As part of the legalisation in Washington State that took effect in July 2014, the state legislature instructed the Washington State Institute of Public Policy (WSIPP) to publish periodic evaluations looking at factors in (at least) six named areas. These should inform a benefit-cost evaluation of the law.
On Friday 1 September, WSIPP published its report for 2017. The report lists preliminary findings for:
- cannabis use by youth (2016 data) and adults (2015 data),
- cannabis use treatment admissions (2016 data), and
- drug law offence convictions (2016 data).
Data for other areas have yet to be obtained, or have been obtained but not yet fully analysed.
The analysis compares (a) the different counties within the State, noting per capita cannabis sales; and (b) Washington State with other similar states. Sales data do not represent all legal cannabis supply; home growing is allowed in Washington State for authorised medical (but not recreational) use. However, the medical and non-medical markets were integrated in July 2016, and now distinguishing the two is nearly impossible.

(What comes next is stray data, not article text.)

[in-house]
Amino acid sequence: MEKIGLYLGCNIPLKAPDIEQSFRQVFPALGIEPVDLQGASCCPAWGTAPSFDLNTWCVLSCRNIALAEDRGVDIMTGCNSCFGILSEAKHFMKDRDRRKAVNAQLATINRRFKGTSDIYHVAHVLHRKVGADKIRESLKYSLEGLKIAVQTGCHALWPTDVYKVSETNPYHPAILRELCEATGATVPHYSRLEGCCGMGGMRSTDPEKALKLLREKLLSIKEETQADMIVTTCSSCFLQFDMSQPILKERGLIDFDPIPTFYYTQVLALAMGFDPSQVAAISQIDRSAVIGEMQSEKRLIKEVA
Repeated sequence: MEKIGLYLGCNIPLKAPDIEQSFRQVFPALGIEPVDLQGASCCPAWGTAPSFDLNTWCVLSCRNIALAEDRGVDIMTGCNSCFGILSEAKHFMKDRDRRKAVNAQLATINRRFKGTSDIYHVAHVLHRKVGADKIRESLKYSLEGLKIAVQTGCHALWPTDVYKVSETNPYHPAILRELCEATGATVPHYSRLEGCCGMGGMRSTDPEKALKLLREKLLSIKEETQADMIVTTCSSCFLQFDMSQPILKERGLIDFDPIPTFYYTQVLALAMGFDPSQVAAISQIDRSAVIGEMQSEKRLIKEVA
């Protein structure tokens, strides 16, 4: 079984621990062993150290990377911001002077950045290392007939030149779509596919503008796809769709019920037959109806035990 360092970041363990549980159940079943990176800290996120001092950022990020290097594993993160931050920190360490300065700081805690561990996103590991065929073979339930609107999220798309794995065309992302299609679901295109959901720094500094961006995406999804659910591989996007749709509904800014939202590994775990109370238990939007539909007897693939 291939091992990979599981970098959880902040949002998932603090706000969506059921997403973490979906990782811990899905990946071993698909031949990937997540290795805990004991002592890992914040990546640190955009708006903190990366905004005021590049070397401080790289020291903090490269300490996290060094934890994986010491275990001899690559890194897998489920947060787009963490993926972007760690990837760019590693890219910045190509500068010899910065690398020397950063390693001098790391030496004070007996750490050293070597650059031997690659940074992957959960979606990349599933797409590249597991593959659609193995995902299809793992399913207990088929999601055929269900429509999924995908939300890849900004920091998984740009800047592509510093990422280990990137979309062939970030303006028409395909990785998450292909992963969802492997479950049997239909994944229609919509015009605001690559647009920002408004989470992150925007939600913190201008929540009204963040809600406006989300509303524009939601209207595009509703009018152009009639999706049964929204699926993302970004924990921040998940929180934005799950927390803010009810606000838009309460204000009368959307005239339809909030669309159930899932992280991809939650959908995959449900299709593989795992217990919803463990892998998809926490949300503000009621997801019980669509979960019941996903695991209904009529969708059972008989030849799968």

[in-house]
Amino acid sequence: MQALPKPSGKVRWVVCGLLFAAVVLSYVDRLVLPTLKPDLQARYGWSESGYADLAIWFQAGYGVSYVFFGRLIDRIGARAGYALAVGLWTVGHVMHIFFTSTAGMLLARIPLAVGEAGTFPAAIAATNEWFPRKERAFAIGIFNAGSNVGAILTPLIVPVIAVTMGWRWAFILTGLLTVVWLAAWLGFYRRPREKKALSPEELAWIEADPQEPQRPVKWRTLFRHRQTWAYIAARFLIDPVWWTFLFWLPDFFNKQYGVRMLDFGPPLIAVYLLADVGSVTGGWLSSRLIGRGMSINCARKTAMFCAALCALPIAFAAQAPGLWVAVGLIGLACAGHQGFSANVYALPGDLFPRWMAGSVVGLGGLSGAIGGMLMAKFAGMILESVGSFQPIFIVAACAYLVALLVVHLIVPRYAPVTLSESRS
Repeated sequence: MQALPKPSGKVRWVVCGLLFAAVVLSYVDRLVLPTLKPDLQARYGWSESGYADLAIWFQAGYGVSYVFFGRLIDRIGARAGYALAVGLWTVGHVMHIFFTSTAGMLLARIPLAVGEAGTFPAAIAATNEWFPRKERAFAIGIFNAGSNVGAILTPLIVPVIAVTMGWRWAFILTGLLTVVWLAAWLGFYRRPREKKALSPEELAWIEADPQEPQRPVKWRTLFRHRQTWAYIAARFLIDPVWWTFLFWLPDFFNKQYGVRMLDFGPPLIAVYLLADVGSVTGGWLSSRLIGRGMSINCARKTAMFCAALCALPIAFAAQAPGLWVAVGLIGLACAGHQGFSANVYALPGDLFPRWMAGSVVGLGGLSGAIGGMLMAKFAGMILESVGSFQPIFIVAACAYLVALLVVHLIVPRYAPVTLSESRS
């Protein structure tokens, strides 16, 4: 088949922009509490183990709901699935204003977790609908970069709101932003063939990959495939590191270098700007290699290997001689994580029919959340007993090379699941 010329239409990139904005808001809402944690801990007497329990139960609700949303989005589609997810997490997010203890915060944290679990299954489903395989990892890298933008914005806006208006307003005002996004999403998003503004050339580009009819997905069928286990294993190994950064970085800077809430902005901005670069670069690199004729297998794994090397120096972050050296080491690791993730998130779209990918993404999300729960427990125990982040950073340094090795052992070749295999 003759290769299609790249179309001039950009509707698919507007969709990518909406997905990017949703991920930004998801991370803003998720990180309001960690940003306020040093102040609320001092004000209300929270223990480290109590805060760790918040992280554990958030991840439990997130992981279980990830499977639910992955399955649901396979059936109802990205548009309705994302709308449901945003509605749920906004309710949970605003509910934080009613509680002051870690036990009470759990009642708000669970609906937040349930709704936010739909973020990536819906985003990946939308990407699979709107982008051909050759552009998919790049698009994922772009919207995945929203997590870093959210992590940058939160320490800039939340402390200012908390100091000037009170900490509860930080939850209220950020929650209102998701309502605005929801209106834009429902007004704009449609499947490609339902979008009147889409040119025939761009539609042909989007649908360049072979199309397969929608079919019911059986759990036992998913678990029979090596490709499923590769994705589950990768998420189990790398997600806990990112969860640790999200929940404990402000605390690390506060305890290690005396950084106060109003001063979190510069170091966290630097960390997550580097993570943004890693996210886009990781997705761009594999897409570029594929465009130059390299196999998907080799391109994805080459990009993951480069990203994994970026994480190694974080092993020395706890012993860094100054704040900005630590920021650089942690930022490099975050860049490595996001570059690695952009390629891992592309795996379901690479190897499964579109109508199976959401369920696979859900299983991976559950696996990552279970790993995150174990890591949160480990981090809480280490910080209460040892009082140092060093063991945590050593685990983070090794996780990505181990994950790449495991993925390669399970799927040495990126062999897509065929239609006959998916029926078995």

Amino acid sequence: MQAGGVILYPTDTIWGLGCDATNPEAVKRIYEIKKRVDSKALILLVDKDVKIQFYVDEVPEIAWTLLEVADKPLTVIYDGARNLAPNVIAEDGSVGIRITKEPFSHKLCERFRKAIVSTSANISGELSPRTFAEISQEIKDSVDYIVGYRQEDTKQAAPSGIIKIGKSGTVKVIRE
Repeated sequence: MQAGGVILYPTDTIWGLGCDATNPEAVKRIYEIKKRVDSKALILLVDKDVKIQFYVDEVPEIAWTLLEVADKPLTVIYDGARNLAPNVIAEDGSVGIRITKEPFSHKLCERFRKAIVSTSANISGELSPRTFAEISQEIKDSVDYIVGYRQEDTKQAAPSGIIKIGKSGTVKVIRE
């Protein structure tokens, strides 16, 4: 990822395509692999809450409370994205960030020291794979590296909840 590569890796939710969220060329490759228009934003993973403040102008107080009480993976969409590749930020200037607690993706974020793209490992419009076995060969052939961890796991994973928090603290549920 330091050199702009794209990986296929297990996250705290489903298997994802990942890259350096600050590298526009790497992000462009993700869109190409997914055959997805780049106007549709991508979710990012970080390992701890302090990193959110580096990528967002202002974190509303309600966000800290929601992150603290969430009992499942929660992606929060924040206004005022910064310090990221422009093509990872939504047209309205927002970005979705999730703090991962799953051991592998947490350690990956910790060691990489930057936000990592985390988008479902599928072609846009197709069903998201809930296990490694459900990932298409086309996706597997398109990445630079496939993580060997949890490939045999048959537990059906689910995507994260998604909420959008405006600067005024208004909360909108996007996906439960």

Drug use rates
In schools, use has been stable or fallen slightly, and cannabis is viewed as more difficult to access. There was no evidence that the amount of legal cannabis sales in a county affected cannabis use among school students, though 8th-graders in districts with more sales per capita were significantly less likely to report smoking cigarettes.
For adults, cannabis use has increased, whereas heavy alcohol use and cigarette use have remained stable or fallen. Those aged 21 and older living in counties with more sales per capita were significantly more likely to report current use (last 30 days) and heavy use (on 20 or more of the past 30 days). By contrast, those aged 18–20 living in counties with more sales were significantly less likely to report use of cannabis in the past 30 days, but the likelihood of heavy use was unaffected.
The number of state-funded admissions for cannabis use in Washington has been falling since 2008, and continues to do so. However, for those who were not referred by criminal justice, cannabis use admissions only started to decline in 2011. There is no evidence that the legalisation caused this change, or that the amount of sales in a county affected the number of cannabis abuse treatment admissions.
Convictions for cannabis possession
Cannabis possession remains illegal for those under 21. Nevertheless, misdemeanour cannabis possession convictions for this age group began to decline in 2012, reaching approximately half the level they had been over the previous 10 years. There was no evidence of effects of retail sales rates on convictions.
Report is available here: http://www.wsipp.wa.gov/ReportFile/1670/Wsipp_I-502-Evaluation-and-Benefit-Cost-Analysis-Second-Required-Report_Report.pdf
Technical appendix is available here: http://www.wsipp.wa.gov/ReportFile/1671/Wsipp_I-502-Evaluation-and-Benefit-Cost-Analysis-Second-Required-Report_Technical-Appendix.pdf